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Growth Now Movement with Justin Schenck

Sep 13, 2022

The Captain, who has built a persona of unbreakable confidence, reveals his journey of struggling with depression and suicidal thoughts and how he found the courage to be vulnerably honest with himself and others. In this episode, you will learn: 1. How Kyle Creek overcame depression and suicidal thoughts 2. The importance of vulnerability and authenticity 3. How toxic masculinity can be harmful

"I realized that my depression was going to continue getting worse. I kept feeding it the way I was, and my girlfriend and I decided to break up. Well, I say we decided she decided to break up. And it was kind of the last straw for me to realize I needed

Kyle Creek is a writer, creator, and Instigator. He's not your dad, but he is a dad.

This is Kyle Creek's story...

Growing up, Kyle Creek struggled with his identity. He felt lost and misunderstood. To cope, he turned to writing. This eventually led to him creating an alter ego known as "The Captain." The Captain allowed Kyle to express himself in ways he wouldn't have been able to as himself. He could share his opinions and be vulnerable without fear of judgement. The Captain became so popular that more people knew him by that name than his real name. This led to a crisis of identity for Kyle. He eventually took a break from social media to rediscover himself. When he came back, he decided to share his story openly and honestly. He has since become an advocate for mental health, sharing his own struggles in order to help others.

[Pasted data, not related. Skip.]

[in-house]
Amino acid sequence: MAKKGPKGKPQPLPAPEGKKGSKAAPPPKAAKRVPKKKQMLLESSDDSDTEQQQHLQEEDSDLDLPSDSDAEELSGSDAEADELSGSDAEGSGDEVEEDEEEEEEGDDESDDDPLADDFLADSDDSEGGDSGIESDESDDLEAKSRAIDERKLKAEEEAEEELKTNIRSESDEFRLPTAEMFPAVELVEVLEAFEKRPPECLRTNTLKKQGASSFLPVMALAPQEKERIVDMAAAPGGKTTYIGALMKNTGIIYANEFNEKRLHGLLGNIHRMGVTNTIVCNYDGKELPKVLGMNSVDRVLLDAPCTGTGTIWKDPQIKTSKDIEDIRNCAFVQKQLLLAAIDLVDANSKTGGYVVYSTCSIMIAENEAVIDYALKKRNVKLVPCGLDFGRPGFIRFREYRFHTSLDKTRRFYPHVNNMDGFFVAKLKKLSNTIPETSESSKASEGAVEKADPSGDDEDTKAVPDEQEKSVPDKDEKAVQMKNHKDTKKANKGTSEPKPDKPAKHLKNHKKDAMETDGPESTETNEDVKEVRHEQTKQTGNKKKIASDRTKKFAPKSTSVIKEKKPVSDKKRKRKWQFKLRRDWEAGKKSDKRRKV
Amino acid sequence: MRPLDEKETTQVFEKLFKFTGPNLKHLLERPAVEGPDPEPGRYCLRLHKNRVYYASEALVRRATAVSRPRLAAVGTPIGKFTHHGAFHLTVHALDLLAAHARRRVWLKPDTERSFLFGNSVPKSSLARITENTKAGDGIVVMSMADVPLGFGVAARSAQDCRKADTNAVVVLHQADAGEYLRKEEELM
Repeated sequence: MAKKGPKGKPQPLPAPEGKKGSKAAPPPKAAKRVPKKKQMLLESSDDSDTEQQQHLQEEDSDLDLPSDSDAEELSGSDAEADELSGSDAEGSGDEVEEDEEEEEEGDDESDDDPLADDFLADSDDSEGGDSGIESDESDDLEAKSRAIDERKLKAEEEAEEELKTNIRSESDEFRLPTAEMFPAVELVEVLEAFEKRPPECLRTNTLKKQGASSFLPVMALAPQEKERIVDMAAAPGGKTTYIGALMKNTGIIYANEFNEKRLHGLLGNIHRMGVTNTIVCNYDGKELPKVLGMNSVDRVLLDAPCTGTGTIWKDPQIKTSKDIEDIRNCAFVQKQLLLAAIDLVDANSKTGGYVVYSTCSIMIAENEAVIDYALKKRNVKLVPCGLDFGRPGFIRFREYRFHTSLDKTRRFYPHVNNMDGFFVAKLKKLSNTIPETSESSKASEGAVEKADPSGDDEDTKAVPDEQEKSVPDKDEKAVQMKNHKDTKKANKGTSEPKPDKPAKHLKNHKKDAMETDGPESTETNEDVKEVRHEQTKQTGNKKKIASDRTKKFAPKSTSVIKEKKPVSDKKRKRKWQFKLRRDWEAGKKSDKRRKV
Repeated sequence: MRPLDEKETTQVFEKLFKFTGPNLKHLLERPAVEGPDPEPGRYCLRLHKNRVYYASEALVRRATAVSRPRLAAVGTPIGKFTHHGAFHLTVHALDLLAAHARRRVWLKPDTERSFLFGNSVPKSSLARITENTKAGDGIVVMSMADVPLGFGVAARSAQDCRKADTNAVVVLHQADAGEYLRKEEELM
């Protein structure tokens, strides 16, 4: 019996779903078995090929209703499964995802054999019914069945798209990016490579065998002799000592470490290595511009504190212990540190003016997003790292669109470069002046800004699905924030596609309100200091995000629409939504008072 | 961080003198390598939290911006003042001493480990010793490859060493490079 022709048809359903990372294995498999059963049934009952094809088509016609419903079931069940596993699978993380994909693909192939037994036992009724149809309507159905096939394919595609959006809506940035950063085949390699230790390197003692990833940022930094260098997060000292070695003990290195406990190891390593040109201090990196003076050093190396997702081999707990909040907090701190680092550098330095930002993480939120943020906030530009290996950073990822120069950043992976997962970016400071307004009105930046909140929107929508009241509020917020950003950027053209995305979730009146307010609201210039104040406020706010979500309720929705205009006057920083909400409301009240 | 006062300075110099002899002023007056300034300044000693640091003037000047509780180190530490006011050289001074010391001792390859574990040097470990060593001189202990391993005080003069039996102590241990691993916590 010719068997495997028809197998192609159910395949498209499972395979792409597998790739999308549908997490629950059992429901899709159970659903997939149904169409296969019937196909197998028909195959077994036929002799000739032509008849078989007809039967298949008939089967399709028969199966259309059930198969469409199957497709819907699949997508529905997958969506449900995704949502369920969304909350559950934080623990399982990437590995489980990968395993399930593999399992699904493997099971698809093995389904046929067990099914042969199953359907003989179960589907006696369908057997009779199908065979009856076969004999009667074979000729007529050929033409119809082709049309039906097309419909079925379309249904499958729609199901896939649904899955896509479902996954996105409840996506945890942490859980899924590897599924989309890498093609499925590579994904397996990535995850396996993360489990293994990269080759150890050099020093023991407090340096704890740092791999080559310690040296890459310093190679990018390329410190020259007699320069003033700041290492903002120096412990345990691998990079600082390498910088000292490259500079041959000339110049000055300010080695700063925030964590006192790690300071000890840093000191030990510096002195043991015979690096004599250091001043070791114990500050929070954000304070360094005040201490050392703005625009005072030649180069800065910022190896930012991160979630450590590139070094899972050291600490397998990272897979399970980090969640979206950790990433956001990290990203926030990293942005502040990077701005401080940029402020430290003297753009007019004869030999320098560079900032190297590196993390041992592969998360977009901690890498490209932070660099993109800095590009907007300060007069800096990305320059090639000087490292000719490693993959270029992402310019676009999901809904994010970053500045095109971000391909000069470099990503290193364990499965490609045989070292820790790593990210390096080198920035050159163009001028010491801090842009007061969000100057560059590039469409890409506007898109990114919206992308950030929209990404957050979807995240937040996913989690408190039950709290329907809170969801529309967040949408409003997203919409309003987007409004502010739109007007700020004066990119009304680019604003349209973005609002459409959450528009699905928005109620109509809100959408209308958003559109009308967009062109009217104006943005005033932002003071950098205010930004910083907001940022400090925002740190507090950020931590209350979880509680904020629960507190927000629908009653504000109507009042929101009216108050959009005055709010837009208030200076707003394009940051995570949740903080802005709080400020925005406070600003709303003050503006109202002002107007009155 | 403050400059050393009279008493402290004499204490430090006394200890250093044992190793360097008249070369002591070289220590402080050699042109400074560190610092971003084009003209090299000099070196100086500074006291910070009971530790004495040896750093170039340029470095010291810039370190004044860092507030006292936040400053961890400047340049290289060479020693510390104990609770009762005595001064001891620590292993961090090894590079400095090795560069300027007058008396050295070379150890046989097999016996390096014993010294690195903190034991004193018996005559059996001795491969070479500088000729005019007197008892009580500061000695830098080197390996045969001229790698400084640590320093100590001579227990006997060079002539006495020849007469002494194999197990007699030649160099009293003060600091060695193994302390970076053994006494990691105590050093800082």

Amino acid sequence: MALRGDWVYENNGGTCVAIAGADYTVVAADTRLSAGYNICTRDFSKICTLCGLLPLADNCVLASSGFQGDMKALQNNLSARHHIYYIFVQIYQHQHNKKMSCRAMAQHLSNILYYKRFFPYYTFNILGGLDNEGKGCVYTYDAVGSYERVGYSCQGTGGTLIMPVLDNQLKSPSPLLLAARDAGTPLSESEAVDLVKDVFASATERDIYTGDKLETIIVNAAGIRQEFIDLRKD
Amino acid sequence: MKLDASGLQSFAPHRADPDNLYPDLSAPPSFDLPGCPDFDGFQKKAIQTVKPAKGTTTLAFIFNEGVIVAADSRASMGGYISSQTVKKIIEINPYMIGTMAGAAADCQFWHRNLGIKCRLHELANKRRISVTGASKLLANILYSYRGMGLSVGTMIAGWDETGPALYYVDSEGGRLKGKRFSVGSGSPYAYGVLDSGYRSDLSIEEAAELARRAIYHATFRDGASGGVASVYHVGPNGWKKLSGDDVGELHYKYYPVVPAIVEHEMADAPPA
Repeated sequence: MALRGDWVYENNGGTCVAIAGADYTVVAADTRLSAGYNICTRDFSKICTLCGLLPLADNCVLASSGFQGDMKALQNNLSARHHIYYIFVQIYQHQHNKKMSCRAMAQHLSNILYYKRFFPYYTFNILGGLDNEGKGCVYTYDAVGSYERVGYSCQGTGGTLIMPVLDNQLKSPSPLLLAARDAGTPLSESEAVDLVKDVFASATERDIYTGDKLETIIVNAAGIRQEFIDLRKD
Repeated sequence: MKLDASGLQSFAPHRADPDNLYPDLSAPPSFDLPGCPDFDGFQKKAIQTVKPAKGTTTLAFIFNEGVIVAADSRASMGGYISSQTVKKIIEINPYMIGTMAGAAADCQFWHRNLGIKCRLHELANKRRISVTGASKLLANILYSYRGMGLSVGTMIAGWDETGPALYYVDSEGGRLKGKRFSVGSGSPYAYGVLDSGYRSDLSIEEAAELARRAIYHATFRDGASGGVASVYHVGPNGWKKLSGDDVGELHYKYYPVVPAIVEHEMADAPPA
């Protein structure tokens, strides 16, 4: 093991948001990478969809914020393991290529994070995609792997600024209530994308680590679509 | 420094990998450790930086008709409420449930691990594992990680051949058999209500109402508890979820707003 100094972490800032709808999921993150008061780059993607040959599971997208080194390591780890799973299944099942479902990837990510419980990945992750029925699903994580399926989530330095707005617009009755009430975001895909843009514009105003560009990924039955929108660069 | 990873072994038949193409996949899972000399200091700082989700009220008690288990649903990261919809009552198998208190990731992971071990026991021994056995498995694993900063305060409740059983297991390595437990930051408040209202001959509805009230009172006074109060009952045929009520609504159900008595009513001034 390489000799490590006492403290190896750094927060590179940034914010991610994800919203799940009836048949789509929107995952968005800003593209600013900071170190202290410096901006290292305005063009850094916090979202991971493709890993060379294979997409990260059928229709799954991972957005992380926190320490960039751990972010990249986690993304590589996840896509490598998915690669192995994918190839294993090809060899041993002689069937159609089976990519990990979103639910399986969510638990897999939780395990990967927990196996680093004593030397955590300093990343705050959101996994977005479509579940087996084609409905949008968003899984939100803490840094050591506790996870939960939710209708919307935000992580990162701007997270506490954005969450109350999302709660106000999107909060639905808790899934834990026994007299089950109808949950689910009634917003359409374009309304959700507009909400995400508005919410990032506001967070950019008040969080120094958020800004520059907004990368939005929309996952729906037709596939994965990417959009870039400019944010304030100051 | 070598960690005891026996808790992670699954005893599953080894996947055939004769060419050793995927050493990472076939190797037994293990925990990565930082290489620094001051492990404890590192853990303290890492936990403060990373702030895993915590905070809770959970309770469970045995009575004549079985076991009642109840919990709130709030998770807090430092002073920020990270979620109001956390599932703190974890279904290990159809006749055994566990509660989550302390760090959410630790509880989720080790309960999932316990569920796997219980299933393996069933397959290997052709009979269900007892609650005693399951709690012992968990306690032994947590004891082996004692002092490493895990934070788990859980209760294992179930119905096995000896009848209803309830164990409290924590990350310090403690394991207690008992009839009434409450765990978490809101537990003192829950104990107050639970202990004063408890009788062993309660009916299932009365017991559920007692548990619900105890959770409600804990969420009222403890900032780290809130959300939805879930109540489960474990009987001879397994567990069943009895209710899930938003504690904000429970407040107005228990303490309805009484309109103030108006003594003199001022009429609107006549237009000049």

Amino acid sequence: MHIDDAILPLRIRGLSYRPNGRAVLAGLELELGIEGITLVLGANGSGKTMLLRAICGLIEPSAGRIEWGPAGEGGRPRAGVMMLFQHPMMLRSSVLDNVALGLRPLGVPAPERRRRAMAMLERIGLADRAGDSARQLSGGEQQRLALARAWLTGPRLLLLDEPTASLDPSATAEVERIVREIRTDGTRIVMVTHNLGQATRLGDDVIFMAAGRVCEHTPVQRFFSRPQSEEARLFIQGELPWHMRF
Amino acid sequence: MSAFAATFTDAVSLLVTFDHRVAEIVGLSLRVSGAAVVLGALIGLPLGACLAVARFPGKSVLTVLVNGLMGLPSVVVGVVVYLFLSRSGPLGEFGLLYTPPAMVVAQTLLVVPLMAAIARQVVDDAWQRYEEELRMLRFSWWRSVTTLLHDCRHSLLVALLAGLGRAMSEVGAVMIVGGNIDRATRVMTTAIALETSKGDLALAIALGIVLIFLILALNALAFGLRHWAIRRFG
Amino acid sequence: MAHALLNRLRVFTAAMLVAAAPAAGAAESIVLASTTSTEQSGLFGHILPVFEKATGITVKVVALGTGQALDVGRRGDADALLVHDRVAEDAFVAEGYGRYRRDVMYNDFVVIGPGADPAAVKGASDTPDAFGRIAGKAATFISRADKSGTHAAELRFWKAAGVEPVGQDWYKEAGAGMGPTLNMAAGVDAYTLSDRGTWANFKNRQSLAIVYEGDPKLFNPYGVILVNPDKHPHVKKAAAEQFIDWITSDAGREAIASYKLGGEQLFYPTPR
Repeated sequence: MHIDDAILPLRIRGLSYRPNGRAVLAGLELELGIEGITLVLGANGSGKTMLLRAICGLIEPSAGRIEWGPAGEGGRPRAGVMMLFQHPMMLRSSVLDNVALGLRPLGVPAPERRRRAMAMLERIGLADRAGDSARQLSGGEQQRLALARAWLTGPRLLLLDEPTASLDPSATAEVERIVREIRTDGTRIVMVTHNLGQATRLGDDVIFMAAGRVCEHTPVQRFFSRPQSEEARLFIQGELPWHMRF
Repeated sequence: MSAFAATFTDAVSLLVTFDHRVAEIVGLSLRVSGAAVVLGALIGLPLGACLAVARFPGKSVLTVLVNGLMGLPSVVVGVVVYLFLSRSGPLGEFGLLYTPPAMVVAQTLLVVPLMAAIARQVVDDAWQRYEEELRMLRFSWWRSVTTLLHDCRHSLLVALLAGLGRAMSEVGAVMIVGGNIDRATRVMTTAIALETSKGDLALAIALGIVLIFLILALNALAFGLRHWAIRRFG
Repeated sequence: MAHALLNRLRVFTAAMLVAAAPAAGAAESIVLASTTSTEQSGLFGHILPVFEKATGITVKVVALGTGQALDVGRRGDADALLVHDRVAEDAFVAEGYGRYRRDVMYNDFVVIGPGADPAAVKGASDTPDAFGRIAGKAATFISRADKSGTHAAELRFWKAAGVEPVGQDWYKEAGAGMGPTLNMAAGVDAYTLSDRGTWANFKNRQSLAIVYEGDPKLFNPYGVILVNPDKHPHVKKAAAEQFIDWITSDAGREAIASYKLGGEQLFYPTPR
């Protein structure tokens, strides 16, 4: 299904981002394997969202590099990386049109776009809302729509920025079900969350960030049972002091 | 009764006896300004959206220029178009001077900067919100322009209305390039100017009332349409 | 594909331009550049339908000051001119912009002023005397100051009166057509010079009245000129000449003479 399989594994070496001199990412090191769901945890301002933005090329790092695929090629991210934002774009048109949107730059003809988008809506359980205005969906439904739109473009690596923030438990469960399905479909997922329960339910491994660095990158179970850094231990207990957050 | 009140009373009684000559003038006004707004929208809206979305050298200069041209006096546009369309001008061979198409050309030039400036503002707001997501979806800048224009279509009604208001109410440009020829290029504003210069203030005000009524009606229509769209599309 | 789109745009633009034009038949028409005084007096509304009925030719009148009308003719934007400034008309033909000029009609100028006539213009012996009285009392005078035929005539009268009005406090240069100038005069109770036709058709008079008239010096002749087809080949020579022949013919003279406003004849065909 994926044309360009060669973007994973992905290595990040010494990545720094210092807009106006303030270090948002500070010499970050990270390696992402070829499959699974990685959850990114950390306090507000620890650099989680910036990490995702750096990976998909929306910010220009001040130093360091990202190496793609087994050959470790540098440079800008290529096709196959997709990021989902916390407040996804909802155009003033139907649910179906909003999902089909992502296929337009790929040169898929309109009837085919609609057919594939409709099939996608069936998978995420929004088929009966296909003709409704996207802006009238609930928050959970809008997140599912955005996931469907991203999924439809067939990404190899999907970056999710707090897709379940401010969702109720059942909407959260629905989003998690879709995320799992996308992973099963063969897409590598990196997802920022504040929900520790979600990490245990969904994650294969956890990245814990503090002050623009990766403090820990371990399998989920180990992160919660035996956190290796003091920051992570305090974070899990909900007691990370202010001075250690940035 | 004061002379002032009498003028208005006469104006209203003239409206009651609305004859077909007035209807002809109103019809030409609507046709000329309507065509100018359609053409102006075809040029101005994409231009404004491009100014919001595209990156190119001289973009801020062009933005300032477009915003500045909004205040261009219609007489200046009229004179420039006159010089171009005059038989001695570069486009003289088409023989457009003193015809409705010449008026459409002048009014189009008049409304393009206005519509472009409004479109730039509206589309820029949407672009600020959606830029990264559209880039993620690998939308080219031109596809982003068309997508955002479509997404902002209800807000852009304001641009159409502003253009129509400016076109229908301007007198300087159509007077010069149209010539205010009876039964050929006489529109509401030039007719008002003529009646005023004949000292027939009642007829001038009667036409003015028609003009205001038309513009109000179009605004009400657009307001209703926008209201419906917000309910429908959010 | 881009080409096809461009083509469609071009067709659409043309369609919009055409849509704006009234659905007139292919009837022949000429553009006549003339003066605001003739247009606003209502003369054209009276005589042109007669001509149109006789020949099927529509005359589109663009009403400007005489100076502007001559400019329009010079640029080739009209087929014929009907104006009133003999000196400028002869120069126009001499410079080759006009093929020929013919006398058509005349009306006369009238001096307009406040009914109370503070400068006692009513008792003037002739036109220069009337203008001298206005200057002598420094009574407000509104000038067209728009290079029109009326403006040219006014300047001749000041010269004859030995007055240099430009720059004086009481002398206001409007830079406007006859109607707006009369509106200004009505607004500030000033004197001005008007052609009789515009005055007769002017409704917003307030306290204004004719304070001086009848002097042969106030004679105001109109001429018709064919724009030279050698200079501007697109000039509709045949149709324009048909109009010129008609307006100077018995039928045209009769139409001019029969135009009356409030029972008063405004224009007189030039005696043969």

In this episode, you will learn the following:
1. How Kyle Creek overcame depression and suicidal thoughts 2. The importance of vulnerability and authenticity 3. How toxic masculinity can be harmful

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Chapter Summaries:
[00:01:46] - This week's episode features Kyle Creek, aka The Captain. A writer, creator, instigator, and a dad, kyle believes in living in integrity and being honest and open without trying to tear other people apart. Kyle shares a moment in his life where he became suicidal, but he was able to overcome it. Kyle also talks about the idea of masculinity and toxic masculinity.

[00:03:30] - Before the captain, Kyle Creek was a writer. He used social media as an alter ego to protect his professional career. After enough time, he had a crisis of identity and had to take a break from social media to regain his composure and stop being a faceless figure online.